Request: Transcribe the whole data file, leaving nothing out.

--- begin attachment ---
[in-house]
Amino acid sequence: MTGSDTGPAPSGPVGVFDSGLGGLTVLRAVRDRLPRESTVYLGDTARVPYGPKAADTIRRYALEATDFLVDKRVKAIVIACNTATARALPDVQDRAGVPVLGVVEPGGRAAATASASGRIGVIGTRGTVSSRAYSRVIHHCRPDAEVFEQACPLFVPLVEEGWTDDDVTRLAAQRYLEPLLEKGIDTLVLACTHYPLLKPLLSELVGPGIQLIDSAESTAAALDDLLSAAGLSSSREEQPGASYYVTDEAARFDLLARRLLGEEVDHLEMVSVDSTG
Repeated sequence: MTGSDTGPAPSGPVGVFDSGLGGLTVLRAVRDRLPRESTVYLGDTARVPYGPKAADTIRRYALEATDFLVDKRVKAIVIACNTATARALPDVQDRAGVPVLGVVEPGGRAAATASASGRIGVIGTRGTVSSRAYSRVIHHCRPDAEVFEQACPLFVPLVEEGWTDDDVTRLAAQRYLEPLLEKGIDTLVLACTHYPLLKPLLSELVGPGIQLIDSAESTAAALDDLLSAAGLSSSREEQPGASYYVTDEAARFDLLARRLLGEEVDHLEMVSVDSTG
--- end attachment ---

[in-house]
Amino acid sequence: MTGSDTGPAPSGPVGVFDSGLGGLTVLRAVRDRLPRESTVYLGDTARVPYGPKAADTIRRYALEATDFLVDKRVKAIVIACNTATARALPDVQDRAGVPVLGVVEPGGRAAATASASGRIGVIGTRGTVSSRAYSRVIHHCRPDAEVFEQACPLFVPLVEEGWTDDDVTRLAAQRYLEPLLEKGIDTLVLACTHYPLLKPLLSELVGPGIQLIDSAESTAAALDDLLSAAGLSSSREEQPGASYYVTDEAARFDLLARRLLGEEVDHLEMVSVDSTG
Repeated sequence: MTGSDTGPAPSGPVGVFDSGLGGLTVLRAVRDRLPRESTVYLGDTARVPYGPKAADTIRRYALEATDFLVDKRVKAIVIACNTATARALPDVQDRAGVPVLGVVEPGGRAAATASASGRIGVIGTRGTVSSRAYSRVIHHCRPDAEVFEQACPLFVPLVEEGWTDDDVTRLAAQRYLEPLLEKGIDTLVLACTHYPLLKPLLSELVGPGIQLIDSAESTAAALDDLLSAAGLSSSREEQPGASYYVTDEAARFDLLARRLLGEEVDHLEMVSVDSTG